Leave camp loves to shoot messenger not message

by Rachel Franklin | 21.04.2016

The Leave camp has responded to Barack Obama’s imminent visit to Britain by accusing him of hypocrisy – not addressing the arguments the US president is expected to make about why America values our EU membership.

This isn’t an isolated case of shooting the messenger not the message. Instead of rebutting points made by pro-European voices, the sceptics frequently accuse them of scaremongering and meddling.

For example:

On Obama’s visit to the UK

“A piece of outrageous and exorbitant hypocrisy” Boris Johnson

After the IMF warned how Brexit could harm the economy

“Consistently wrong in past forecasts about the UK and other countries” Vote Leave

When a CBI survey showed members wanted to stay in EU

“Consistently misrepresented the views of business” Matthew Elliott, Vote Leave chief executive

After a similar survey by the EEF, the manufacturers’ organisation

“Does not speak for British business” Vote Leave

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When French economy minister Emmanuel Macron said Brexit could jeopardise cooperation with UK on migration

“Blackmail” David Davis MP

Following actress Emma Thompson’s call for the UK to remain in EU

“Overpaid Leftie luvvie” Stewart Jackson MP  

Finally, Dominic Cummings, Vote Leave’s campaign director, came up with a torrent of ad hominem attacks in his evidence yesterday to parliament:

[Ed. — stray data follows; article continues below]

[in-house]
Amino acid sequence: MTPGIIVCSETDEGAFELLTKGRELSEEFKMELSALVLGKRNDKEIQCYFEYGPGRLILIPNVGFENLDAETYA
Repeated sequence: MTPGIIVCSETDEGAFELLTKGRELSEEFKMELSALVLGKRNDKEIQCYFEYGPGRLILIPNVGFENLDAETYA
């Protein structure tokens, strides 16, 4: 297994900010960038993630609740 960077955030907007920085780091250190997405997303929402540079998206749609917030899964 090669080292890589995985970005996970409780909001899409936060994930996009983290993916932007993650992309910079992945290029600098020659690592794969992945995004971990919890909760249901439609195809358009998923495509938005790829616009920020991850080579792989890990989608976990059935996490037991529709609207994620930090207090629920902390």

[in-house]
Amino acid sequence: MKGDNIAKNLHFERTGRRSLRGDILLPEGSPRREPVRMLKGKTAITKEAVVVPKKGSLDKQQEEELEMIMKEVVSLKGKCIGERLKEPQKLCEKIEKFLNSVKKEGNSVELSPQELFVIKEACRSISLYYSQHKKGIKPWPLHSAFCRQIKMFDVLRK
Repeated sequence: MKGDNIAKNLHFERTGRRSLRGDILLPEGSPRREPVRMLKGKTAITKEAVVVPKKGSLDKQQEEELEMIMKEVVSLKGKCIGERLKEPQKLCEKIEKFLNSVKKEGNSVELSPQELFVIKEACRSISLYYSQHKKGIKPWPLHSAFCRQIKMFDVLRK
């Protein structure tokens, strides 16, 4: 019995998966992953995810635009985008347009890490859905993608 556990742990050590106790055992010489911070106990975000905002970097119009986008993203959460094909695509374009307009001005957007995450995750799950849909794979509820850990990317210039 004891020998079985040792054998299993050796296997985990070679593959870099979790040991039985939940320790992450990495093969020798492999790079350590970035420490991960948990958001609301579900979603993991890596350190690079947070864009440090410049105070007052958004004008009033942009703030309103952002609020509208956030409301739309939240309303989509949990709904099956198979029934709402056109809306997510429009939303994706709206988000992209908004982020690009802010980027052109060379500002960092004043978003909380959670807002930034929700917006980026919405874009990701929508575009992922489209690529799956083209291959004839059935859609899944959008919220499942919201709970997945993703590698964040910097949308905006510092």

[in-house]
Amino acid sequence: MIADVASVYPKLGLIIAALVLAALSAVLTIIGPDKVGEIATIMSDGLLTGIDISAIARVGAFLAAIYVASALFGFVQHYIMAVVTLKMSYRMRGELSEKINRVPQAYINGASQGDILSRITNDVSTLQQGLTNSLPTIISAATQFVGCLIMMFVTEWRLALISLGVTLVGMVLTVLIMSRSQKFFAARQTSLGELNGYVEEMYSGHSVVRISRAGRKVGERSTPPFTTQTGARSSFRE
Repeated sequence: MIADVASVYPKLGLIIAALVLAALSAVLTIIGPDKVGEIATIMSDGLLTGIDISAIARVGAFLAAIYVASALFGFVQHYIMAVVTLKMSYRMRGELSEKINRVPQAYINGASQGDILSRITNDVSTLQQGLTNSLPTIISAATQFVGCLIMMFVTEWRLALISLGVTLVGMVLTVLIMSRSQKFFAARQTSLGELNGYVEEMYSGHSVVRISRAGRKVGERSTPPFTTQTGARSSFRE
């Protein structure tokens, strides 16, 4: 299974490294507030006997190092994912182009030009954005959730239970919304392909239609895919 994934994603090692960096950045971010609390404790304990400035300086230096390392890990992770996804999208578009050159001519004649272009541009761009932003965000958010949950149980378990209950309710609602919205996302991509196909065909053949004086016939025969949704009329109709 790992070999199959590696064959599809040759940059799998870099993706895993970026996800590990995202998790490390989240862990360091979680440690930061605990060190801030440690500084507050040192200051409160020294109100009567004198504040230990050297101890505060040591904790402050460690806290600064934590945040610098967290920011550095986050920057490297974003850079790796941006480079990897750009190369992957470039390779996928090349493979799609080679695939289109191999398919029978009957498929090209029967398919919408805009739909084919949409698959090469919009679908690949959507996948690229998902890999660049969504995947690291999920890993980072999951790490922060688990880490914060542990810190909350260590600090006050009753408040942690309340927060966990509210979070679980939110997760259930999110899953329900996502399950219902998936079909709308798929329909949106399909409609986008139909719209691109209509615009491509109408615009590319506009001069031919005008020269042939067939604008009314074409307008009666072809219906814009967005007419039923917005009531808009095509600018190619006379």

• The Bank of England and its governor, Mark Carney, are “scaremongering”
  • Goldman Sachs and JP Morgan are bribing Brussels
  • The Treasury is incompetent, while its officials are “charlatans squeezing snake oil from economic models”.

The prevalence of the Leave camp’s practice of attacking the person not the argument suggests it is not confident in its counter-arguments.

Edited by Hugo Dixon

One Response to “Leave camp loves to shoot messenger not message”

  • President Barack Obama’s view that Britain must stay in the EU or end up in the “back of the cue” of nations begging for one-offs with the US confirms on old and enduring truth and reveals a new one:

    1) 71 years after WW2, it still takes a US President to sort out the Europeans with frank talk about the facts of life. The view from Washington is that Europeans are OK, but they need a nanny. Or they’ll wander off unaccompanied.

    2) Obama has redefined the “special relationship.” It is special only if the UK stays in the EU. Britons are keen to believe their special relationship with Washington was much more than trans-Atlantic trade and security. In US it really isn’t. For Britain, the “back of the cue” is only a referendum away.

    Robert Wielaard
    Heverlee, Belgium